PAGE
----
Published on

Greenpeace Climate Activists Dump Coal Outside Sweden's Government Offices


Greenpeace climate activists dump coal outside Sweden's government offices. (AFP)

STOCKHOLM — Environmental activists from Greenpeace dumped 18 tonnes
of German coal outside Sweden's government offices Wednesday to protest
against the Swedish state's coal plant ownership abroad.

energy group Vattenfall has no coal plants in Sweden but has acquired
12 such plants in Germany, Poland, The Netherlands and Denmark in the
past nine years, Greenpeace said in a statement.

activist Martina Krueger told AFP the group wanted to make Swedish
Prime Minister Fredrik Reinfeldt, whose country currently holds the
European Union presidency, "a climate hero."

"He should be going
to the EU summit (on Thursday) and saying 'I have instructed my energy
company Vattenfall, the fifth largest in Europe, to switch to
renewables.' That is climate leadership," she said.


If you think a better world is possible, support our people-powered media model today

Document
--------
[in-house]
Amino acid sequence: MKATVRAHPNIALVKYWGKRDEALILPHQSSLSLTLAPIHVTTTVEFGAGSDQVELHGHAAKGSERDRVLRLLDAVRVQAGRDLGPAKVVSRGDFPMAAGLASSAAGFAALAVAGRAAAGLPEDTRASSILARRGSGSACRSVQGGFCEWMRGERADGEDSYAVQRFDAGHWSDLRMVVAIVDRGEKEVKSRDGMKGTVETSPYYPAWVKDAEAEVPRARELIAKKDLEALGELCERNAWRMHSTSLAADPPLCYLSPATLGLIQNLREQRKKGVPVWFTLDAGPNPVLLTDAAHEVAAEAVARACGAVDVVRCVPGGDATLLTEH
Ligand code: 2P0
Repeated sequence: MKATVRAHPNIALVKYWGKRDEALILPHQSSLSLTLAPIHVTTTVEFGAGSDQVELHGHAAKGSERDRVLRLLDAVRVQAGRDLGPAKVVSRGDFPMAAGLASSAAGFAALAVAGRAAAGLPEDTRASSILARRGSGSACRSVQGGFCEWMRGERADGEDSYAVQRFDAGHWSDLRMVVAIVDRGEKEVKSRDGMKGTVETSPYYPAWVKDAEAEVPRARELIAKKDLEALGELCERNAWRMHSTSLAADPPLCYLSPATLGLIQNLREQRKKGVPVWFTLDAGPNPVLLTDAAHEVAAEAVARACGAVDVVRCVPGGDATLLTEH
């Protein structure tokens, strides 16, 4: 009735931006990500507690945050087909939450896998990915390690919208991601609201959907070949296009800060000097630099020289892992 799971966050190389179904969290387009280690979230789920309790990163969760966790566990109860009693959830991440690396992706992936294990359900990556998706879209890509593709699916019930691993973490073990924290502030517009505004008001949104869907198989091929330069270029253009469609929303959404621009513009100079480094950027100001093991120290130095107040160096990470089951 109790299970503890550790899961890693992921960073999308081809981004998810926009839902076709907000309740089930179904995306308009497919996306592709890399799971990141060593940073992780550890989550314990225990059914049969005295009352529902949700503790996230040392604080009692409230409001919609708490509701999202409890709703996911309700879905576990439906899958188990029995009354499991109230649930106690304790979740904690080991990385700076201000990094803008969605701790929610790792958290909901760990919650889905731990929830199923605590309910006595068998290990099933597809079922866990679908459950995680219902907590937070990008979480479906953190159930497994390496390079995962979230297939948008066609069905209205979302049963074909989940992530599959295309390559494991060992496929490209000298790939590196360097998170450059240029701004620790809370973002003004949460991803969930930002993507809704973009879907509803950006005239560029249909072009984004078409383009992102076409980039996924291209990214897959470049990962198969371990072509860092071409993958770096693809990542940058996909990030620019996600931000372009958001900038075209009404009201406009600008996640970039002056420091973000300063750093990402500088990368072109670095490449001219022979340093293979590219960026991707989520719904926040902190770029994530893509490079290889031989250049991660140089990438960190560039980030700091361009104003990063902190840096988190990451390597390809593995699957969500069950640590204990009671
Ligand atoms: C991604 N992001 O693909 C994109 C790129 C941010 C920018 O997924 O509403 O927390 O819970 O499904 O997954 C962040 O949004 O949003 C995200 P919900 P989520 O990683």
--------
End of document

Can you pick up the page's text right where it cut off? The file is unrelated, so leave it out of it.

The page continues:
The corporate media puts the interests of the 1% ahead of all of us. That's wrong. Our mission? To inform. To inspire. To ignite change for the common good.

If you believe the survival of independent media is vital to a healthy democracy, please step forward with a donation to nonprofit Common Dreams today:

organisation told Swedish daily Dagens Nyheter in its online edition
that it brought the 18 tonnes of coal by truck from Germany,
representing the amount Vattenfall burns every 20 seconds at its
Jaenschwalde plant there.

The group of 30 or so activists
unfurled a green banner on the facade of the building reading
"Reinfeldt Stop Sweden's Coal Plants", and formed a ring around the
entrance to the building.

"Right now there is a fatal deadlock in
the international climate talks ... If the head of the EU Fredrik
Reinfeldt tells the world that he has instructed his state-owned energy
company to stop investing in coal plants, that could help break the
deadlock," Greenpeace said.

This is the world we live in. This is the world we cover.

Because of people like you, another world is possible. There are many battles to be won, but we will battle them together—all of us. Common Dreams is not your normal news outlet. We don't survive on clicks. We don't want advertising dollars. We want the world to be a better place. But we can't do it alone. It doesn't work that way. We need you. If you can help today—because every gift of every size matters—please do. Without Your Support We Won't Exist.

Please select a donation method:

Share This Article